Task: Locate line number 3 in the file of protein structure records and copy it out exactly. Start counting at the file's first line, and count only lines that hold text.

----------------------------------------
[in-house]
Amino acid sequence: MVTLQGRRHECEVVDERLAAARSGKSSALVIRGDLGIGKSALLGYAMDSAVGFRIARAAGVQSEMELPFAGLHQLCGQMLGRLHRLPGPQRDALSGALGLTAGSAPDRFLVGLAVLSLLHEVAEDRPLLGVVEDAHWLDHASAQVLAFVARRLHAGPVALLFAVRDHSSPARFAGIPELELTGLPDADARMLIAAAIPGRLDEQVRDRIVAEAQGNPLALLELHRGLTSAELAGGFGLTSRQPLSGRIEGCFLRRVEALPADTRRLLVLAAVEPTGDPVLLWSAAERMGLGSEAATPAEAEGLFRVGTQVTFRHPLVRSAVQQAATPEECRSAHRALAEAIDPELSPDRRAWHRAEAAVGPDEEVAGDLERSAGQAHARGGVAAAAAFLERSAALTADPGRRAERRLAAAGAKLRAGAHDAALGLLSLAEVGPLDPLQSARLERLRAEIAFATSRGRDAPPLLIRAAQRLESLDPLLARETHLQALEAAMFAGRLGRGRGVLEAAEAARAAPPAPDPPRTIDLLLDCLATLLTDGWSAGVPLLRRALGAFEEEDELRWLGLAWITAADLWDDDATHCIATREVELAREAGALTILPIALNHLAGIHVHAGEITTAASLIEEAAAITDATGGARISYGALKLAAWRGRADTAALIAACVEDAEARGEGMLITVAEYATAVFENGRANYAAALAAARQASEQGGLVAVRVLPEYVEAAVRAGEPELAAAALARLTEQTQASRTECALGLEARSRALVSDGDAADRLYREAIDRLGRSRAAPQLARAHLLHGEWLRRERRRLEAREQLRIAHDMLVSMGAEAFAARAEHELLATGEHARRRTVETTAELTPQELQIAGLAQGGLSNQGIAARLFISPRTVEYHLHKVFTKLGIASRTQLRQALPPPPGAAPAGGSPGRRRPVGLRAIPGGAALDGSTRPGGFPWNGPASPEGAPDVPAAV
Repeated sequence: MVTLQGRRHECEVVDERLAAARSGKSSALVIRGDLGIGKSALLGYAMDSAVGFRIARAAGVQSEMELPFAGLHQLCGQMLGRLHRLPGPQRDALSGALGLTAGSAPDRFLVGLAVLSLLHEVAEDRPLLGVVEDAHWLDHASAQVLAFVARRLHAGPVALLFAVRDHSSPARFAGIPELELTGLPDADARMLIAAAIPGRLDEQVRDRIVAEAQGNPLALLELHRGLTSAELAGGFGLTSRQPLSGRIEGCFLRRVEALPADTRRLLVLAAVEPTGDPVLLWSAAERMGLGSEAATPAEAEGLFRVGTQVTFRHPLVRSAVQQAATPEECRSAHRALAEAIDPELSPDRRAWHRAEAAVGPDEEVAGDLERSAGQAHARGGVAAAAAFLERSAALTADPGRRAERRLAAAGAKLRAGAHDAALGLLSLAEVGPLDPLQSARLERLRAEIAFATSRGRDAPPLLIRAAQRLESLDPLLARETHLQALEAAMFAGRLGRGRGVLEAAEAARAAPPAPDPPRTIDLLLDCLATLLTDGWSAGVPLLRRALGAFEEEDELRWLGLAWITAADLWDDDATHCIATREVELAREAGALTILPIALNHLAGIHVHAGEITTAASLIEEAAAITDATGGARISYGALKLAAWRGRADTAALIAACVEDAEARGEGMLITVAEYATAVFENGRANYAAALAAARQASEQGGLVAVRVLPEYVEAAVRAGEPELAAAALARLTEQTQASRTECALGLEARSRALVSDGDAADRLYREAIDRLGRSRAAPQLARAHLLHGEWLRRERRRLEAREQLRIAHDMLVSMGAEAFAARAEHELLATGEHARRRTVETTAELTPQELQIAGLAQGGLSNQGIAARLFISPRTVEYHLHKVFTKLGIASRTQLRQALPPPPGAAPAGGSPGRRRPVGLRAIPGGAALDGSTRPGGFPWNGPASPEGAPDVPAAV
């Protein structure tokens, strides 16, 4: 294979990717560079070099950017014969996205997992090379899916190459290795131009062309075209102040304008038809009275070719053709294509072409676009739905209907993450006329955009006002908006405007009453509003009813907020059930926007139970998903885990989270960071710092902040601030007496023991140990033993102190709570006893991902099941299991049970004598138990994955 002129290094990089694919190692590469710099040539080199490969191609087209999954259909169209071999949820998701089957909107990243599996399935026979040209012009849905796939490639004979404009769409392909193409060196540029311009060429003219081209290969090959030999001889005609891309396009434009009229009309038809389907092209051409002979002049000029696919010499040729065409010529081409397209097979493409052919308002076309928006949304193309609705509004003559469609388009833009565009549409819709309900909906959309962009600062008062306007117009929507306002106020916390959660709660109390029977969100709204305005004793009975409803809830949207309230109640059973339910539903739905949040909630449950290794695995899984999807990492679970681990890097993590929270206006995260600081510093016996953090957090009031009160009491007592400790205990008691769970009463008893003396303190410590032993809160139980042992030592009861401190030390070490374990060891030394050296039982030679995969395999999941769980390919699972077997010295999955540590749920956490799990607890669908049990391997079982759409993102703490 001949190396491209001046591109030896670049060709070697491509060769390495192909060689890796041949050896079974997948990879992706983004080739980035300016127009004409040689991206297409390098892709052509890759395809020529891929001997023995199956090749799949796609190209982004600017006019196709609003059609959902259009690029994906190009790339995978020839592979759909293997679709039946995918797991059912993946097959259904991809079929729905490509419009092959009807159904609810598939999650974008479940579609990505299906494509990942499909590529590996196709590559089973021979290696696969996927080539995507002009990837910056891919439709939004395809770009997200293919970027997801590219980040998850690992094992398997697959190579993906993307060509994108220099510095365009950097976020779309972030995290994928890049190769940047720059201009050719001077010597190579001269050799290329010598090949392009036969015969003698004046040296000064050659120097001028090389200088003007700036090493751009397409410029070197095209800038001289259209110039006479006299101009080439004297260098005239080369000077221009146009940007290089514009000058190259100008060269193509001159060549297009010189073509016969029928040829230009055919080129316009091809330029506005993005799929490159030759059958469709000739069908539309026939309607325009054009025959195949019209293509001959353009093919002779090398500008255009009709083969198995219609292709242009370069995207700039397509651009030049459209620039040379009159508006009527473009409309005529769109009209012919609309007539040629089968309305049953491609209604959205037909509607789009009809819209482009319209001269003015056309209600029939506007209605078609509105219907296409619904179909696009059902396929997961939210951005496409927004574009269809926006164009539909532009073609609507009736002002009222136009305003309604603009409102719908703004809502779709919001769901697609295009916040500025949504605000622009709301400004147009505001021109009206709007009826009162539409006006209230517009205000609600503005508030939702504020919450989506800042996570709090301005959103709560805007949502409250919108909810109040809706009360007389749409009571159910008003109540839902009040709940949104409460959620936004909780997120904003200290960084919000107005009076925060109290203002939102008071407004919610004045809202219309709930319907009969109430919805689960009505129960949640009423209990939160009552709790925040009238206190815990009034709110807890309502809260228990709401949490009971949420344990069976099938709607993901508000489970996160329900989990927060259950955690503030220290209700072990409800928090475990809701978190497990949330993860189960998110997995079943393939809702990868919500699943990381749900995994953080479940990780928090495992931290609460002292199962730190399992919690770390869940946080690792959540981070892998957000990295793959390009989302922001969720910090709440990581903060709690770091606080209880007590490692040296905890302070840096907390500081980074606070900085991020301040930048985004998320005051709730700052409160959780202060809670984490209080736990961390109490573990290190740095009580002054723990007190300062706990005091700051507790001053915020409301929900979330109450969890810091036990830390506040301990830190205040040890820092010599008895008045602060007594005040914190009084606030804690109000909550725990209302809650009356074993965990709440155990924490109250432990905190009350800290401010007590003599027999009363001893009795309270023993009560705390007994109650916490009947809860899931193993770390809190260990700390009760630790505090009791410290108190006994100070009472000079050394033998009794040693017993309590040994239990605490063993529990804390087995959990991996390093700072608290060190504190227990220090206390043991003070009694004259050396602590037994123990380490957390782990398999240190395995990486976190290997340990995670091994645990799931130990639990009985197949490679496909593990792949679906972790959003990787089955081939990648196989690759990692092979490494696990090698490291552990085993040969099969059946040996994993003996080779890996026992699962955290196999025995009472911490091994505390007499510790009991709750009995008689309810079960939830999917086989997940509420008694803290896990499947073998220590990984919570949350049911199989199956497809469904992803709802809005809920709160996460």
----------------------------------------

Repeated sequence: MVTLQGRRHECEVVDERLAAARSGKSSALVIRGDLGIGKSALLGYAMDSAVGFRIARAAGVQSEMELPFAGLHQLCGQMLGRLHRLPGPQRDALSGALGLTAGSAPDRFLVGLAVLSLLHEVAEDRPLLGVVEDAHWLDHASAQVLAFVARRLHAGPVALLFAVRDHSSPARFAGIPELELTGLPDADARMLIAAAIPGRLDEQVRDRIVAEAQGNPLALLELHRGLTSAELAGGFGLTSRQPLSGRIEGCFLRRVEALPADTRRLLVLAAVEPTGDPVLLWSAAERMGLGSEAATPAEAEGLFRVGTQVTFRHPLVRSAVQQAATPEECRSAHRALAEAIDPELSPDRRAWHRAEAAVGPDEEVAGDLERSAGQAHARGGVAAAAAFLERSAALTADPGRRAERRLAAAGAKLRAGAHDAALGLLSLAEVGPLDPLQSARLERLRAEIAFATSRGRDAPPLLIRAAQRLESLDPLLARETHLQALEAAMFAGRLGRGRGVLEAAEAARAAPPAPDPPRTIDLLLDCLATLLTDGWSAGVPLLRRALGAFEEEDELRWLGLAWITAADLWDDDATHCIATREVELAREAGALTILPIALNHLAGIHVHAGEITTAASLIEEAAAITDATGGARISYGALKLAAWRGRADTAALIAACVEDAEARGEGMLITVAEYATAVFENGRANYAAALAAARQASEQGGLVAVRVLPEYVEAAVRAGEPELAAAALARLTEQTQASRTECALGLEARSRALVSDGDAADRLYREAIDRLGRSRAAPQLARAHLLHGEWLRRERRRLEAREQLRIAHDMLVSMGAEAFAARAEHELLATGEHARRRTVETTAELTPQELQIAGLAQGGLSNQGIAARLFISPRTVEYHLHKVFTKLGIASRTQLRQALPPPPGAAPAGGSPGRRRPVGLRAIPGGAALDGSTRPGGFPWNGPASPEGAPDVPAAV